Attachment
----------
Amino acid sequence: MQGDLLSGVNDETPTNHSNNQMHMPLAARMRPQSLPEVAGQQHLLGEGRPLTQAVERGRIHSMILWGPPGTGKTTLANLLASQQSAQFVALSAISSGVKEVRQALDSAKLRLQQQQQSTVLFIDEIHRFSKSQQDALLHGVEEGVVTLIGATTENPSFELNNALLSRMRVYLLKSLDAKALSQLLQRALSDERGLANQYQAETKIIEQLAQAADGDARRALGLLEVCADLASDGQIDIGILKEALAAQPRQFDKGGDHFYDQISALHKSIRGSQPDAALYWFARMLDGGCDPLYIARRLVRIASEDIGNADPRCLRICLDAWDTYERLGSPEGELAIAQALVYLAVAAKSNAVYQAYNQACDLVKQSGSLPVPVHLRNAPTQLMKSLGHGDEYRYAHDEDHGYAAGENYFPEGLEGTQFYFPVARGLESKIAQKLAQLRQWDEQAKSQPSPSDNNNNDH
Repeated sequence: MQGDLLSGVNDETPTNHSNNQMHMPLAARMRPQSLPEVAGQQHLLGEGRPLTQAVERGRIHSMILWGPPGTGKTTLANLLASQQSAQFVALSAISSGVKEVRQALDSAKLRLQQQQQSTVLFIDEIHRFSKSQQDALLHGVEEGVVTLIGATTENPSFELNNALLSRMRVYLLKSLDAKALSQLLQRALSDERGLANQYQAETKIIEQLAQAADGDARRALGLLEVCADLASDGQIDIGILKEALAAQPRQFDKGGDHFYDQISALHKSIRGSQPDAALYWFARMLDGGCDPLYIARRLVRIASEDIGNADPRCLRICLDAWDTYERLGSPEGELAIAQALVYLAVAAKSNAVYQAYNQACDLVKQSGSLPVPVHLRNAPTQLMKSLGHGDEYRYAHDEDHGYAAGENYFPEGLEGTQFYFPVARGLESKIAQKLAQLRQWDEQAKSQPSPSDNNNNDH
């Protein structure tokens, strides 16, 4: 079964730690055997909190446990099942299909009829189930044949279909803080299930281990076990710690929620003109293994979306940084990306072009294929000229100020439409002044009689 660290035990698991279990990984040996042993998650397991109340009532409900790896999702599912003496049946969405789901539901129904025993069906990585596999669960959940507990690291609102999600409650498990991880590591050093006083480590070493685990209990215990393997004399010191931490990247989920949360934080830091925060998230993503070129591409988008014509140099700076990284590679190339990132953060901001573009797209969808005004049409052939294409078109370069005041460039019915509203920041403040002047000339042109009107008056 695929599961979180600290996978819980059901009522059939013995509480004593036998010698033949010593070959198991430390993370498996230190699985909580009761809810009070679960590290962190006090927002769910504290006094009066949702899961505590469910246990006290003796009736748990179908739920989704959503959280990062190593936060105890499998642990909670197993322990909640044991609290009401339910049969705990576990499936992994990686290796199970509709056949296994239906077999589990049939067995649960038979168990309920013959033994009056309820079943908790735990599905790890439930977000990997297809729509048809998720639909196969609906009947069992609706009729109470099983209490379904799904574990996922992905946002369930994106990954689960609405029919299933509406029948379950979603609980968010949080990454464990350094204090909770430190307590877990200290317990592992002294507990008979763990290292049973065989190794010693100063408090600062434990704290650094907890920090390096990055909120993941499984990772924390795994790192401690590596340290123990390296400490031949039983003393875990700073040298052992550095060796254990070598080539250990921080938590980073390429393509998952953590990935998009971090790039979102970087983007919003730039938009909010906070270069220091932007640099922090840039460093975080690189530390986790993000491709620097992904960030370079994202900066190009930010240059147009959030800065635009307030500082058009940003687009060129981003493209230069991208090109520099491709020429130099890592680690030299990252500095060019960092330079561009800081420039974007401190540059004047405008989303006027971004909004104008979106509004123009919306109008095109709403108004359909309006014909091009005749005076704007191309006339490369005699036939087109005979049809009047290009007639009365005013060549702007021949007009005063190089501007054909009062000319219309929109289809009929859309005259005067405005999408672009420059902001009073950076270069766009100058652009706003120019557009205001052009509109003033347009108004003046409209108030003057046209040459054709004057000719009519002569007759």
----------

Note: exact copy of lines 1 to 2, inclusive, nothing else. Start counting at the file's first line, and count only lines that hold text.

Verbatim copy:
Amino acid sequence: MQGDLLSGVNDETPTNHSNNQMHMPLAARMRPQSLPEVAGQQHLLGEGRPLTQAVERGRIHSMILWGPPGTGKTTLANLLASQQSAQFVALSAISSGVKEVRQALDSAKLRLQQQQQSTVLFIDEIHRFSKSQQDALLHGVEEGVVTLIGATTENPSFELNNALLSRMRVYLLKSLDAKALSQLLQRALSDERGLANQYQAETKIIEQLAQAADGDARRALGLLEVCADLASDGQIDIGILKEALAAQPRQFDKGGDHFYDQISALHKSIRGSQPDAALYWFARMLDGGCDPLYIARRLVRIASEDIGNADPRCLRICLDAWDTYERLGSPEGELAIAQALVYLAVAAKSNAVYQAYNQACDLVKQSGSLPVPVHLRNAPTQLMKSLGHGDEYRYAHDEDHGYAAGENYFPEGLEGTQFYFPVARGLESKIAQKLAQLRQWDEQAKSQPSPSDNNNNDH
Repeated sequence: MQGDLLSGVNDETPTNHSNNQMHMPLAARMRPQSLPEVAGQQHLLGEGRPLTQAVERGRIHSMILWGPPGTGKTTLANLLASQQSAQFVALSAISSGVKEVRQALDSAKLRLQQQQQSTVLFIDEIHRFSKSQQDALLHGVEEGVVTLIGATTENPSFELNNALLSRMRVYLLKSLDAKALSQLLQRALSDERGLANQYQAETKIIEQLAQAADGDARRALGLLEVCADLASDGQIDIGILKEALAAQPRQFDKGGDHFYDQISALHKSIRGSQPDAALYWFARMLDGGCDPLYIARRLVRIASEDIGNADPRCLRICLDAWDTYERLGSPEGELAIAQALVYLAVAAKSNAVYQAYNQACDLVKQSGSLPVPVHLRNAPTQLMKSLGHGDEYRYAHDEDHGYAAGENYFPEGLEGTQFYFPVARGLESKIAQKLAQLRQWDEQAKSQPSPSDNNNNDH